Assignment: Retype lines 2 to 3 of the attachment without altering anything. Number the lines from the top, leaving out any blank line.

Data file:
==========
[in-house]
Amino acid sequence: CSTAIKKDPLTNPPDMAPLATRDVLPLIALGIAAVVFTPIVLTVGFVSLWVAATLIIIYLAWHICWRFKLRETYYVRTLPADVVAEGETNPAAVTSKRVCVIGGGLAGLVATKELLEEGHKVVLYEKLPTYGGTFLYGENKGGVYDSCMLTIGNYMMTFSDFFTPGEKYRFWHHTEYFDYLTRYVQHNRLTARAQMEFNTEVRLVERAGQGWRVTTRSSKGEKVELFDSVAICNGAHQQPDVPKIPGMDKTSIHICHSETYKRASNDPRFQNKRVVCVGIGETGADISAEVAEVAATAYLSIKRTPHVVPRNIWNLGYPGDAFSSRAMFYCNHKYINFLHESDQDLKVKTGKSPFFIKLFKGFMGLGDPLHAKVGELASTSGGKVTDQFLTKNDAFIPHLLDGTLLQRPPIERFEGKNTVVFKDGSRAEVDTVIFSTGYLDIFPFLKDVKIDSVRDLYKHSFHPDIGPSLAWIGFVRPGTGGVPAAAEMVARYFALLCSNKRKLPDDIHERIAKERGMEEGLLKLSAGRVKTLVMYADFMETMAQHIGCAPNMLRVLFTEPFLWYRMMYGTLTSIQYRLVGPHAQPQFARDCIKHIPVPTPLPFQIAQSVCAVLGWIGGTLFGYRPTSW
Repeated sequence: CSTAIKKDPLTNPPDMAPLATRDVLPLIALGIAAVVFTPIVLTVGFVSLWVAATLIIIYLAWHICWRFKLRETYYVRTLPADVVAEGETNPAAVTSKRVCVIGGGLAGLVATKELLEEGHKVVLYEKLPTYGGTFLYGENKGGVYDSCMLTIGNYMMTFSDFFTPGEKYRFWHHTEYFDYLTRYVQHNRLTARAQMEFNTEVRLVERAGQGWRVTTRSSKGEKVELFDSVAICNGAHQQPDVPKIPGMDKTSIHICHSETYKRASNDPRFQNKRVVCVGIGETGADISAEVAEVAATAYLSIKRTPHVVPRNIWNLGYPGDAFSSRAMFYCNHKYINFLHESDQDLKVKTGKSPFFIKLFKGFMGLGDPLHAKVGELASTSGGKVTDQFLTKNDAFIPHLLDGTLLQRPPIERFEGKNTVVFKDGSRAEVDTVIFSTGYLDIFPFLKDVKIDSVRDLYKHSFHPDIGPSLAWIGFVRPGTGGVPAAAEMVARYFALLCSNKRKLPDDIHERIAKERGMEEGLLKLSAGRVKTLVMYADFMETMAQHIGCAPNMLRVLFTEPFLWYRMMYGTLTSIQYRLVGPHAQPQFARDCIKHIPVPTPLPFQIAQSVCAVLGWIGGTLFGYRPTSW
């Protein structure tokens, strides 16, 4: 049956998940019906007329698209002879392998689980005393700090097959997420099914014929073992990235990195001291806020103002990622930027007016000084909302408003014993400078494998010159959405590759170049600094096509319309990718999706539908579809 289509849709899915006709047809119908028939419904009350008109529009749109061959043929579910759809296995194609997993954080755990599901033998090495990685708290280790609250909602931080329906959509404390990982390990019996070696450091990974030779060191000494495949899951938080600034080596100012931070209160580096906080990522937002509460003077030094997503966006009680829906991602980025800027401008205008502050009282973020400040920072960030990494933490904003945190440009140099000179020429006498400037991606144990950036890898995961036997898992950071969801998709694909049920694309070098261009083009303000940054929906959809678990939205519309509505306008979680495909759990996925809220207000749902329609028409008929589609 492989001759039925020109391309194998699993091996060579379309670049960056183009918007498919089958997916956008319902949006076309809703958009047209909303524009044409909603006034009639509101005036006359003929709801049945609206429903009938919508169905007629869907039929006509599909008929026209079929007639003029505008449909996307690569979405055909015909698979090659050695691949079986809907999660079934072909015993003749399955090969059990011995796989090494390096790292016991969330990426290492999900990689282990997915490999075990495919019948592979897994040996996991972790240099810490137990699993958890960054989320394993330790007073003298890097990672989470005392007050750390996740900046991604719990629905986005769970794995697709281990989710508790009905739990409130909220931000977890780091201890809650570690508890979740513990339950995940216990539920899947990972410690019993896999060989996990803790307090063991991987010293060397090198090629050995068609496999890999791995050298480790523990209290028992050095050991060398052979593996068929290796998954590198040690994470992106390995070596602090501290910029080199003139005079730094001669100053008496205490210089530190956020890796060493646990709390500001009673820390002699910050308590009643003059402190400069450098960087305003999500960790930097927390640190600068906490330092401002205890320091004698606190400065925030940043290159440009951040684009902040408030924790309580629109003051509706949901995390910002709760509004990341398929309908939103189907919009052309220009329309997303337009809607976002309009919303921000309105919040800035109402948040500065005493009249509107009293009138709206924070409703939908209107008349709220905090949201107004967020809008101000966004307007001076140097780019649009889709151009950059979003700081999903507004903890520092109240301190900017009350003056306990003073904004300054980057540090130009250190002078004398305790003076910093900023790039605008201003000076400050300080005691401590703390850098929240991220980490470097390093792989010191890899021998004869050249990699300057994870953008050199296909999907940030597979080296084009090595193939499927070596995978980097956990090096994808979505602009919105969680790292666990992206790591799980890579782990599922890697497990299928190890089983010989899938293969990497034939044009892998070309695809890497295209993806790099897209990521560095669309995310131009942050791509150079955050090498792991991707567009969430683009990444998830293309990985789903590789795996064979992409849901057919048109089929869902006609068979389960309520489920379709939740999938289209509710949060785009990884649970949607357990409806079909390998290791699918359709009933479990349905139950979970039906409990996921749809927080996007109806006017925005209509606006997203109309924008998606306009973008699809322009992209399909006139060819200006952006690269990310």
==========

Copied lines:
Amino acid sequence: CSTAIKKDPLTNPPDMAPLATRDVLPLIALGIAAVVFTPIVLTVGFVSLWVAATLIIIYLAWHICWRFKLRETYYVRTLPADVVAEGETNPAAVTSKRVCVIGGGLAGLVATKELLEEGHKVVLYEKLPTYGGTFLYGENKGGVYDSCMLTIGNYMMTFSDFFTPGEKYRFWHHTEYFDYLTRYVQHNRLTARAQMEFNTEVRLVERAGQGWRVTTRSSKGEKVELFDSVAICNGAHQQPDVPKIPGMDKTSIHICHSETYKRASNDPRFQNKRVVCVGIGETGADISAEVAEVAATAYLSIKRTPHVVPRNIWNLGYPGDAFSSRAMFYCNHKYINFLHESDQDLKVKTGKSPFFIKLFKGFMGLGDPLHAKVGELASTSGGKVTDQFLTKNDAFIPHLLDGTLLQRPPIERFEGKNTVVFKDGSRAEVDTVIFSTGYLDIFPFLKDVKIDSVRDLYKHSFHPDIGPSLAWIGFVRPGTGGVPAAAEMVARYFALLCSNKRKLPDDIHERIAKERGMEEGLLKLSAGRVKTLVMYADFMETMAQHIGCAPNMLRVLFTEPFLWYRMMYGTLTSIQYRLVGPHAQPQFARDCIKHIPVPTPLPFQIAQSVCAVLGWIGGTLFGYRPTSW
Repeated sequence: CSTAIKKDPLTNPPDMAPLATRDVLPLIALGIAAVVFTPIVLTVGFVSLWVAATLIIIYLAWHICWRFKLRETYYVRTLPADVVAEGETNPAAVTSKRVCVIGGGLAGLVATKELLEEGHKVVLYEKLPTYGGTFLYGENKGGVYDSCMLTIGNYMMTFSDFFTPGEKYRFWHHTEYFDYLTRYVQHNRLTARAQMEFNTEVRLVERAGQGWRVTTRSSKGEKVELFDSVAICNGAHQQPDVPKIPGMDKTSIHICHSETYKRASNDPRFQNKRVVCVGIGETGADISAEVAEVAATAYLSIKRTPHVVPRNIWNLGYPGDAFSSRAMFYCNHKYINFLHESDQDLKVKTGKSPFFIKLFKGFMGLGDPLHAKVGELASTSGGKVTDQFLTKNDAFIPHLLDGTLLQRPPIERFEGKNTVVFKDGSRAEVDTVIFSTGYLDIFPFLKDVKIDSVRDLYKHSFHPDIGPSLAWIGFVRPGTGGVPAAAEMVARYFALLCSNKRKLPDDIHERIAKERGMEEGLLKLSAGRVKTLVMYADFMETMAQHIGCAPNMLRVLFTEPFLWYRMMYGTLTSIQYRLVGPHAQPQFARDCIKHIPVPTPLPFQIAQSVCAVLGWIGGTLFGYRPTSW